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Teachers Dress Down to Protest Salaries

Teachers at a high school in Fairfax County, Va., are taking what might be called a casual approach to protesting district salary squeezes. Literally, according to a story in the Washington Post:

Instead of oxford shirts paired with neckties or blouses on top of dress slacks, about half of the Woodson faculty have been "dressing down" as part of a demonstration for better pay. The campaign, which members of the Fairfax County school's English department helped organize, is gaining momentum as teachers at other schools are taking notice.

The movement reportedly had its origins in an English Department brainstorming session at the school during which one teacher noted that maintaining her professional attire for the classroom was becoming a strain on her pocketbook. The demonstrators' website adds a more metaphorical flourish, seeking to highlight teachers' ambiguous status as professionals:

We are leaving the business suits in our closets, in a demonstration of the strange duality we are asked to live: all gussied up in the starched demands of professionals, but paid like saints.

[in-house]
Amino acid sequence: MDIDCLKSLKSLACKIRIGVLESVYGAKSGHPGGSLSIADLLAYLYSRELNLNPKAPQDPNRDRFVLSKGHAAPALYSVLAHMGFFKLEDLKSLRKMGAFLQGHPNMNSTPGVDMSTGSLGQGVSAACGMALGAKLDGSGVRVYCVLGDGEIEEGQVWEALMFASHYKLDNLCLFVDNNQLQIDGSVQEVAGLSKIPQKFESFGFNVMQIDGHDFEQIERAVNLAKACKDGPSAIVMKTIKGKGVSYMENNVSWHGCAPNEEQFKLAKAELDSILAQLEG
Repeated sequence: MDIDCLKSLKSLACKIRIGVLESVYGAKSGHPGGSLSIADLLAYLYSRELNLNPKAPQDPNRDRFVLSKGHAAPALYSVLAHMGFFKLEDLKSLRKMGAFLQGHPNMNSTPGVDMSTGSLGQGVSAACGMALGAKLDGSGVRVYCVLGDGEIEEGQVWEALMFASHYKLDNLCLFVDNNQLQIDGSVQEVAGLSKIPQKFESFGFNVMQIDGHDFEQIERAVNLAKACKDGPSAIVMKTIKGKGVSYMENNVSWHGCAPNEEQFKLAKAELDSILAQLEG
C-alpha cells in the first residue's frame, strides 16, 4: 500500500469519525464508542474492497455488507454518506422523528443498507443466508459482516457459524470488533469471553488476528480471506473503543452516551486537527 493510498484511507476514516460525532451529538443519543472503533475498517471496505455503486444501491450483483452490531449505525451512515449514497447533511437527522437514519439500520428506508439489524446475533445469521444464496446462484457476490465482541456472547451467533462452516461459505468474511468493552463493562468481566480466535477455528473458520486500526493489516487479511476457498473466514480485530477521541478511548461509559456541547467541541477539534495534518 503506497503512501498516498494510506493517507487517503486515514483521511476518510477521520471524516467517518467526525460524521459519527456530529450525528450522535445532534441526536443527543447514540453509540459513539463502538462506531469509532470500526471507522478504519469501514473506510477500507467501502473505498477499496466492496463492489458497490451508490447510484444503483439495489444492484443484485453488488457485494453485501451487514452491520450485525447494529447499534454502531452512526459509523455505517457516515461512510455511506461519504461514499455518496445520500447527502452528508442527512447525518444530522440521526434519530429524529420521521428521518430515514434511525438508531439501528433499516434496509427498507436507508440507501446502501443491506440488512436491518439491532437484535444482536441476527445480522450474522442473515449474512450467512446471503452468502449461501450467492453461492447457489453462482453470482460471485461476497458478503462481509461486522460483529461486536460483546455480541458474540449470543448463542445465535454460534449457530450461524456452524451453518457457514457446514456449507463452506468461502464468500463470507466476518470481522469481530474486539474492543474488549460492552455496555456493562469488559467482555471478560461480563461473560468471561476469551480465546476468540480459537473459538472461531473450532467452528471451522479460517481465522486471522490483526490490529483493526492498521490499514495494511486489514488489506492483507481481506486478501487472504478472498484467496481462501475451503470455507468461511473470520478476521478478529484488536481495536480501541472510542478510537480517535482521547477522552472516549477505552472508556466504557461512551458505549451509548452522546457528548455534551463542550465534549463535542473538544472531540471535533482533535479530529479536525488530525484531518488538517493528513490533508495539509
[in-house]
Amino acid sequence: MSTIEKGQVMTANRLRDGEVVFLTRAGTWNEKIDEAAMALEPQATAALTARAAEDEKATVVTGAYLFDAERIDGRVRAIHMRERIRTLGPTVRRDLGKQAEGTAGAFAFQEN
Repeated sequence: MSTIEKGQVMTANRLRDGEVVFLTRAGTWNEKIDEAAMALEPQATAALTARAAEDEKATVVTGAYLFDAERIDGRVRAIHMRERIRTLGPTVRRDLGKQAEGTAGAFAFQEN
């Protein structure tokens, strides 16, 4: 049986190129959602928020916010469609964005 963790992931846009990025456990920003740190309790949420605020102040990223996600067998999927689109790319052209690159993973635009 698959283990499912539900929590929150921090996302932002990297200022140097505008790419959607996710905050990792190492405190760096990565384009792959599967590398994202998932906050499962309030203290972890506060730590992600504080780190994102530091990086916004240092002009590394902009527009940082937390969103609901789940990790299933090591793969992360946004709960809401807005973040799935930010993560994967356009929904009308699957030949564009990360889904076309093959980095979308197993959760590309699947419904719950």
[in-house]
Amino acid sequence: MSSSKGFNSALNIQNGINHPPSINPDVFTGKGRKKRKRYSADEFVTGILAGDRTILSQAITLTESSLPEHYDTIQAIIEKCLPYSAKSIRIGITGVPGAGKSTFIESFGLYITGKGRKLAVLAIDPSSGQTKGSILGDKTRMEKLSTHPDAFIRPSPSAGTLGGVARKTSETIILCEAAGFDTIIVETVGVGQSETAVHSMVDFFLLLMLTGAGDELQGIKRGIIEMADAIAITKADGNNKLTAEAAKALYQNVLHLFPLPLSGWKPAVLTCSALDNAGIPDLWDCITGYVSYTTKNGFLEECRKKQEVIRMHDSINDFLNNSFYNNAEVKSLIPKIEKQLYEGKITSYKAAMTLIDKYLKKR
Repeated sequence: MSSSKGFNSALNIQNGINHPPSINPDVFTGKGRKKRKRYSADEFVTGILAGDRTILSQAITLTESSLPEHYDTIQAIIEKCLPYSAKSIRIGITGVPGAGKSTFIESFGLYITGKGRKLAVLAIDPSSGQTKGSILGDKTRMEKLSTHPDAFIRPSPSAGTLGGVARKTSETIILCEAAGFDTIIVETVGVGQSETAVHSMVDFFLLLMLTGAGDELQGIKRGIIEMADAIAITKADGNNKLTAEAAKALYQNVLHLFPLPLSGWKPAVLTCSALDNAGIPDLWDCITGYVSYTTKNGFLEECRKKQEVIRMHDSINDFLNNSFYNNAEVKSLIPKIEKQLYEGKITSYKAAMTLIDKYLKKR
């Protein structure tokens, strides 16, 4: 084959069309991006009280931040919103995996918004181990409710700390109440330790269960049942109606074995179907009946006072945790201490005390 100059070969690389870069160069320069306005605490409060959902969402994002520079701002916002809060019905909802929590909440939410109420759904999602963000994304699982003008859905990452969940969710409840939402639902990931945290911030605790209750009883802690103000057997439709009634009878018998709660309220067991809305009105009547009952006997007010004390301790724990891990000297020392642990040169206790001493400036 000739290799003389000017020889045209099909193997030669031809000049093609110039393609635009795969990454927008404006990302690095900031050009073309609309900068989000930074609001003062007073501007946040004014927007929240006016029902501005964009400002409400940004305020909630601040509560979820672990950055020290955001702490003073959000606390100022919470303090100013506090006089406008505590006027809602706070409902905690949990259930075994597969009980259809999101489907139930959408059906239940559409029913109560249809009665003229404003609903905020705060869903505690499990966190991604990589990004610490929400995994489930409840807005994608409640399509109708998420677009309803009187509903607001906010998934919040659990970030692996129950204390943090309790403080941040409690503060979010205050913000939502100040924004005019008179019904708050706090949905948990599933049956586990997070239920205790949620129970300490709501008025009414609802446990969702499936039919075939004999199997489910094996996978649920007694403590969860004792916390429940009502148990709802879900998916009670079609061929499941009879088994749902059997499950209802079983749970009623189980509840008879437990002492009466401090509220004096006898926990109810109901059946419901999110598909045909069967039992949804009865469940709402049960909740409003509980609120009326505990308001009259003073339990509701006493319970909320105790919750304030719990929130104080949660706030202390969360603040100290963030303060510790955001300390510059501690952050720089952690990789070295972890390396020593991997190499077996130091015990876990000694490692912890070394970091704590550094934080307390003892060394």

The protesting teachers' standard dress-down uniform appears to be pretty tame—basically of the T-shirt, jeans, and sneakers variety. Even so, the change seems to have offended the sensibilities of the conservative Daily Caller, which refers to the educators as "slobs" and writes distainfully of "tennis shoes galore."

According to the Post, the average teacher salary in Fairfax County this year is $67,245. That's considerably higher than the nationwide average of around $57,000, but Fairfax is also among the wealthiest counties in the country, with a median household income of $105,409.

Like teachers in other districts across the nation, Fairfax educators have reportedly undergone salary freezes in recent years amid tightened school budgets. The demonstrators' website describes their compensation as "stagnant for half a decade, and siphoned off by manipulations to our benefits so that the totals actually diminish each year." It also makes a pointed reference to escalating area property prices—fueled in part by the county's reputation for high-achieving schools.

The Post reports that Fairfax schools superintendent Karen Garza has proposed a budget for next year that includes $41 million in salary increases, but it is unclear whether the school board will approve it because of continuing budgetary concerns in the county.

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